In one week you can celebrate a delightfully weird astronomical event: Galactic Tick Day.
It was created by a group of West Coast science enthusiasts to celebrate the journey that the Solar System takes around the disk of the Milky Way galaxy. The trip takes about 225 million years, a period they’ve divided into “ticks” (as in a clock’s sound, not the arachnid) of 633.7 days, or 1.74 years. Each tick is the time for the Solar System to move one centi-arcsecond (one-100th of an arcsecond, a measure of angular rotation) of the overall trip. Roughly.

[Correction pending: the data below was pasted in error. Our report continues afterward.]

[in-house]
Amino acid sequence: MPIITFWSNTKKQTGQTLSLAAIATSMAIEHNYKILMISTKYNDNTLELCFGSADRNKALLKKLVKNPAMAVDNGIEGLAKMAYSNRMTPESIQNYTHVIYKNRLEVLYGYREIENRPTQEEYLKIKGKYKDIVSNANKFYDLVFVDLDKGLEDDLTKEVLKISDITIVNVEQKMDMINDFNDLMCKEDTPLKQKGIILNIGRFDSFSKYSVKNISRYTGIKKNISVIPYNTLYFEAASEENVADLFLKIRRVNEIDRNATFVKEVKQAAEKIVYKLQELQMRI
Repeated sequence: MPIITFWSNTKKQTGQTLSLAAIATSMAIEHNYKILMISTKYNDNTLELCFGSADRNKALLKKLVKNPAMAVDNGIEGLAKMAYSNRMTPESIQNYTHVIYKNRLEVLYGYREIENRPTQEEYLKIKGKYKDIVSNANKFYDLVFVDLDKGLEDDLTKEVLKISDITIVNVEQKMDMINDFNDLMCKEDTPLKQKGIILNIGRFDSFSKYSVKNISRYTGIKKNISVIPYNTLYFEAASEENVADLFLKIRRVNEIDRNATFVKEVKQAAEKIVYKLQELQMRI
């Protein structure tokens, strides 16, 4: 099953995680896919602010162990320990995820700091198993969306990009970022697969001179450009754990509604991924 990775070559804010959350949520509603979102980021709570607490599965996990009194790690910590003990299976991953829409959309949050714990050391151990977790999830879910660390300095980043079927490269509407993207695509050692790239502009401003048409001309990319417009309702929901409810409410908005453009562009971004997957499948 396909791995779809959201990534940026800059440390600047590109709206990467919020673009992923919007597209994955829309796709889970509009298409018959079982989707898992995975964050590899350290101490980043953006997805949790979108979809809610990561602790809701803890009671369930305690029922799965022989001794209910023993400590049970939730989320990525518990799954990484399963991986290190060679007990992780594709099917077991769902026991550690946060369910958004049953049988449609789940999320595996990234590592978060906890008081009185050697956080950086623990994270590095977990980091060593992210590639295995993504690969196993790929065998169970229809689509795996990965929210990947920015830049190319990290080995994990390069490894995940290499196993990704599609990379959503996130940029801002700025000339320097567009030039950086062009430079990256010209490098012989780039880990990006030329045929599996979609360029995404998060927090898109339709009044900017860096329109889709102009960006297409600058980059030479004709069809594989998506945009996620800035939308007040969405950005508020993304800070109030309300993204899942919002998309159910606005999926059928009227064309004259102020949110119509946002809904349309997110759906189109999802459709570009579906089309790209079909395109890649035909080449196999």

Sept. 29 will be the 235th Galactic Tick Day, because they decided we should start counting on Oct. 2, 1608, the day that Hans Lippershey filed the patent for the first telescope. That is ridiculously arbitrary, which is why it’s awesome.
They hope that this silly but intriguing celebration will get people thinking about the wonders the universe, such as the fact that Earth is moving around the sun at 67,000 mph and we’re moving around the galaxy at roughly 514,000 mph. “Galactic Tick Day is set aside to acknowledge our Sun’s motion, our progress around the home galaxy, and to celebrate humanity’s knowledge of this motion” they say.
It’s nice to celebrate knowledge.